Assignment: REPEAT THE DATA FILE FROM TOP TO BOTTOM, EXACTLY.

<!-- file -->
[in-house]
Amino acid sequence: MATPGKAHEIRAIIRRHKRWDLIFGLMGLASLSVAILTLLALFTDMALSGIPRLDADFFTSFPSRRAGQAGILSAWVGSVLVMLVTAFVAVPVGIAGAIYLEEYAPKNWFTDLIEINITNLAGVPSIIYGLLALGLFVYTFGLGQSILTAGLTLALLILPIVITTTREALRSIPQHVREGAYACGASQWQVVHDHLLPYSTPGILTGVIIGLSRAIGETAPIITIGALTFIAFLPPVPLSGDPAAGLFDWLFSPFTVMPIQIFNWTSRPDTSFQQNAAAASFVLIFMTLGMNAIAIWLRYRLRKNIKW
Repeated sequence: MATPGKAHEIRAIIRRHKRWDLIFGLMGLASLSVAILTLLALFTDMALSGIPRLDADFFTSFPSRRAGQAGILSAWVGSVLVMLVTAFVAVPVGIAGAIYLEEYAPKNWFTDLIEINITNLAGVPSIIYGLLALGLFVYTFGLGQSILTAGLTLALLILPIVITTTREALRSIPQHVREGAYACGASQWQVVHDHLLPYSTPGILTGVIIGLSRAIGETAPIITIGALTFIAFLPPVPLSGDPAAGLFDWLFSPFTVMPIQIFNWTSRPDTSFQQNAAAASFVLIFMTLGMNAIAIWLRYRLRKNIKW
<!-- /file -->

[in-house]
Amino acid sequence: MATPGKAHEIRAIIRRHKRWDLIFGLMGLASLSVAILTLLALFTDMALSGIPRLDADFFTSFPSRRAGQAGILSAWVGSVLVMLVTAFVAVPVGIAGAIYLEEYAPKNWFTDLIEINITNLAGVPSIIYGLLALGLFVYTFGLGQSILTAGLTLALLILPIVITTTREALRSIPQHVREGAYACGASQWQVVHDHLLPYSTPGILTGVIIGLSRAIGETAPIITIGALTFIAFLPPVPLSGDPAAGLFDWLFSPFTVMPIQIFNWTSRPDTSFQQNAAAASFVLIFMTLGMNAIAIWLRYRLRKNIKW
Repeated sequence: MATPGKAHEIRAIIRRHKRWDLIFGLMGLASLSVAILTLLALFTDMALSGIPRLDADFFTSFPSRRAGQAGILSAWVGSVLVMLVTAFVAVPVGIAGAIYLEEYAPKNWFTDLIEINITNLAGVPSIIYGLLALGLFVYTFGLGQSILTAGLTLALLILPIVITTTREALRSIPQHVREGAYACGASQWQVVHDHLLPYSTPGILTGVIIGLSRAIGETAPIITIGALTFIAFLPPVPLSGDPAAGLFDWLFSPFTVMPIQIFNWTSRPDTSFQQNAAAASFVLIFMTLGMNAIAIWLRYRLRKNIKW